It’s a 30 minute, tide dependent, walk back to Waiti Bay from here – making it a very tranquil escape. Two small streams feed into Tawhitokino Beach, cutting into the bush-clad escarpment behind the beach and forming a small wetland.
When camping at Tawhitokino Campground you may be lucky enough to see one of New Zealand’s rarest flightless birds, the North Island weka. The size of a large hen, these birds call to each other at dusk – so you’ll almost definitely hear them. For a map of the trail and Tawhitokino Campground layout click here.
This park and campground is accessible only by foot or boat and is a chance to relax under the shade of pohutukawa on a beautiful white sandy beach. Your campground is located at the south eastern end of the magnificent beach nestled in amongst a pohutukawa grove. The campground has toilets, a water supply and a simple shelter for cooking only.
Tawhitokino Regional Park to Tapapakanga Regional Park
Te Ara Moana, the sea-going pathway, today meanders into the Firth of Thames, showing off Orere Point and more of the majestic pohutukawa trees that this coast is known for, before arriving at Tapapakanga Regional Park. As well as its rich Maori and European history this beautiful park offers rolling farmland, a winding stream and expansive coastal views. Famous for the lands ability to produce kai (food) for the many hapu (families) who lived in the vicinity, Tapapakanga Regional Park was also known as a place where waka taua (war canoes) were completed.
Take a wander to the Ashby Homestead and get a glimpse of what this coast might have been like more than a century ago, when it was built.
Here you can stay at either, the remote Waikaha Stream Campground (accessible by kayak only) or the popular Beachfront Campground near the park hub (Ashby Beach). For a map of the trail and Waikaha Stream Campground layout click here.
Tapapakanga Regional Park to Waharau Regional Park
Today's last section of the trail is a shorter 8km paddle that completes your journey. Upon reaching Waharau Regional Park, you have followed the paddle strokes of generations of Maori and many recreational kayakers on Te Ara Moana, the sea-going pathway. Waharau Regional Park extends from the gravelly shore of the Firth of Thames (Tikapa Moana) into the eastern foothills of the Hunua Ranges.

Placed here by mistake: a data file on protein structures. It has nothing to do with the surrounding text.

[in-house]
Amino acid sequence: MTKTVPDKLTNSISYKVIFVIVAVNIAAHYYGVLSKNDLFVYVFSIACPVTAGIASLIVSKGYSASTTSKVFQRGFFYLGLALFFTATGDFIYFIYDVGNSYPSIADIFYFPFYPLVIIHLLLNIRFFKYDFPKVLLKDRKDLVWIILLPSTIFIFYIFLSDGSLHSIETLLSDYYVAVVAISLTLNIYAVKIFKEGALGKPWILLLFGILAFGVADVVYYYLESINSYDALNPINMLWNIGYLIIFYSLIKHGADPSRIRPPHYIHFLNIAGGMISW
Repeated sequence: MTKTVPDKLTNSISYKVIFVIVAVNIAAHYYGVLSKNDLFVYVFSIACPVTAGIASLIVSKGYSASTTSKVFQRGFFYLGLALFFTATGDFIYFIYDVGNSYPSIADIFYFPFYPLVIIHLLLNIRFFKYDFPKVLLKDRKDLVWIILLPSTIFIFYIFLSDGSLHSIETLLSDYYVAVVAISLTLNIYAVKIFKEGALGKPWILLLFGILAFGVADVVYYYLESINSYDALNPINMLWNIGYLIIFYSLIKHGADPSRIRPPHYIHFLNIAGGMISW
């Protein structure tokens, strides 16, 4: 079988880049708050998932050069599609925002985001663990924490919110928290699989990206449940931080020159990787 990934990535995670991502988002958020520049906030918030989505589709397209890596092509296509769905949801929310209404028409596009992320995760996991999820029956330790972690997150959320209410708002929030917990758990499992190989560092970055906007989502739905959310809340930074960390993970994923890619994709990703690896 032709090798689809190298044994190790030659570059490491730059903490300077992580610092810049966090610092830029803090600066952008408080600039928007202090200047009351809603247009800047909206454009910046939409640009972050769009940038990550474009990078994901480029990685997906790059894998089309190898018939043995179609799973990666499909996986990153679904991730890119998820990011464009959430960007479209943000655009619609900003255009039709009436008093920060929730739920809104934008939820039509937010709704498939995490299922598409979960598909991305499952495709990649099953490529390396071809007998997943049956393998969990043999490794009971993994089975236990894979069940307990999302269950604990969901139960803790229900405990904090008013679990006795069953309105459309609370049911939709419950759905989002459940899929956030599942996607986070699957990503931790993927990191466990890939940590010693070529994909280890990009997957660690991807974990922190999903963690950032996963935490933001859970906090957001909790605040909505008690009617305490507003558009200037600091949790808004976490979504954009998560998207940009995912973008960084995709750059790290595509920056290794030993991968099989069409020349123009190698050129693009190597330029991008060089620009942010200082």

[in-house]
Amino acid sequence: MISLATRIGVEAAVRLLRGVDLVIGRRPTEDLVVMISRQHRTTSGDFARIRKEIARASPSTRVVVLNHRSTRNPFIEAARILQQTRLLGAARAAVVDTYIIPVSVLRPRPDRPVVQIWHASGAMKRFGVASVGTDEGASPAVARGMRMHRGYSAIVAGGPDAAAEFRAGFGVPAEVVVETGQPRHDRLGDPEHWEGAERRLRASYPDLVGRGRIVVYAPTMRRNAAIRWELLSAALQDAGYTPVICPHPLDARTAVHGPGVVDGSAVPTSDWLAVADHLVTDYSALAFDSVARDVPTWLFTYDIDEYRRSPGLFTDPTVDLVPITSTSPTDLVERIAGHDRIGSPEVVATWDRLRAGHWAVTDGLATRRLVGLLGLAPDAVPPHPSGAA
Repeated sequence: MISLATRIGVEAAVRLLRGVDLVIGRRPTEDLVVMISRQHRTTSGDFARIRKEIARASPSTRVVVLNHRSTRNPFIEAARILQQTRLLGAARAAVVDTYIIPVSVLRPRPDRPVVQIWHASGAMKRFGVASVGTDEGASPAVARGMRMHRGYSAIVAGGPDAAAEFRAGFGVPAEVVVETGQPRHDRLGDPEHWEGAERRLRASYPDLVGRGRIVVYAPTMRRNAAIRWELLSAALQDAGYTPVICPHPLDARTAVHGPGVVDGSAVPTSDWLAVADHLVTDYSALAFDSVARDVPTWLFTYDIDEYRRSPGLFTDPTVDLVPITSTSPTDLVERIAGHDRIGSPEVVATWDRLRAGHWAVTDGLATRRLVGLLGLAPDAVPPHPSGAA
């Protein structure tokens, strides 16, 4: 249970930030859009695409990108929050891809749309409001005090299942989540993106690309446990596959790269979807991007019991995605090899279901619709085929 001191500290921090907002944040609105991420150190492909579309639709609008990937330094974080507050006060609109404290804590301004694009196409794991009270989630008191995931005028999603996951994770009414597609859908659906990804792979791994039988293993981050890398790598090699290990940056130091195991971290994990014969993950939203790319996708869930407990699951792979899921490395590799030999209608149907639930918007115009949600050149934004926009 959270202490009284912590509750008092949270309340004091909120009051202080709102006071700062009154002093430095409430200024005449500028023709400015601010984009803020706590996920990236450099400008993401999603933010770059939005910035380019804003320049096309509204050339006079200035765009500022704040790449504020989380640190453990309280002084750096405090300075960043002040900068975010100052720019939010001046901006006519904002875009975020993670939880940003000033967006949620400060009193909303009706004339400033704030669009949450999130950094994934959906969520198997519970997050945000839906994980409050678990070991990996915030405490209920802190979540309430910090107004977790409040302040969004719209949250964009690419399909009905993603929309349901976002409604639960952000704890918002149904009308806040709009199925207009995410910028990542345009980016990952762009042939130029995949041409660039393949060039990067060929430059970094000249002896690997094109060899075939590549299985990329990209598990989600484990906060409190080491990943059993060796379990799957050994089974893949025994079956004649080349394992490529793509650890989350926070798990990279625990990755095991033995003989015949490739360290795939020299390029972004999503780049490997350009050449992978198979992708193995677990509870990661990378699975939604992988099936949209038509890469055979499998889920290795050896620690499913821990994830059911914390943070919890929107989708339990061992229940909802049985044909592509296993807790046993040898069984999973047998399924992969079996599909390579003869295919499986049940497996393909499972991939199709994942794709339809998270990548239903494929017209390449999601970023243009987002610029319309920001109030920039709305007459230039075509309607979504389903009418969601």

The Maori name Waharau means ‘the ever changing stream mouth’ and refers to the stream that winds its way down from the eastern Hunua Ranges and flows into the Firth of Thames.
The coast meets the forest at Waharau and there are tracks or linkages with the Hunua Ranges, through the area’s foothills.
You can stay overnight at Tainui Campground, where access requires a portage across the road, approximately 470m at high tide, and a little further to Blackberry Flats Campground. For a map of the trail and Tainui Campground layout click here.
Te Ara Moana code
Tread lightly. Protect native flora and fauna.
Keep to tracks where they exist.
Keep gear clean to prevent the spread of weeds and animal pests.
Do not damage vegetation when tying up boats.
Avoid the nesting areas of endangered New Zealand dotterels along the shoreline.
Use gates, not fences, and leave gates as you find them. Only drive vehicles on designated roads.
Take all rubbish with you. Carry bags for storing your rubbish and pick up any you find.
Conserve waterways by not polluting them with soap, detergents or food scraps.
Use toilets provided.
Always seek permission to access private land.
Only use portable fuel stoves for cooking.
Open fires are prohibited.
Kayak safety code
You are responsible for the safety of your kayak and for complying with all the rules.
Wear a correct size lifejacket at all times.
Take at least two waterproof methods of communication and always put your cell phone in a watertight bag.
Get a marine weather forecast and check tides before you go.
The weather can change quickly at sea.
Avoid alcohol. Safe kayaking and alcohol do not mix.
Take a boating education course, the more you know the better your boating.
Check the kayak and drain plug before you leave and don’t overload.
Check you have the correct clothing and safety equipment – be prepared for the unexpected.
If you capsize – stay with your kayak and hold onto your paddle.
Watch where you are going and make sure others can see you – see and be seen. Source: www.coastguard.co.nz
Who knows you’re here?
Tell someone your plans. Use the Coastguard’s ‘2 Minute Form’ to keep people informed.
In an emergency
In an emergency dial 111 and ask for police.
To contact a park ranger phone 09 301 0101.
Metservice recreational marine forecast www.metservice.co.nz or 0900 999 99 (call rates apply).
Maritime distress. Repeat “Mayday, mayday, mayday,” followed by your vessel description and location, until you get a response.
Continuous weather for inner Gulf and Waitemata Harbour.
Waitemata Harbour and Hauraki Gulf Coastguard radio.
Te Ara Moana trail map.
Check marine weather forecast and tides.
Check kayak, drain plug and equipment (don’t overload).
Lifejacket – wear this at all times.
Camping gear, food and correct clothing.
Two forms of communication (cell phone/radio) in a water-tight bag.
Tell someone your plans and when you’re due back.
Check kayak and equipment for plant and animal pests.
You don’t need to book the trail, but you do need to book your regional park campgrounds in advance.
For information on "how to book" click here. See our website for campground information and directions.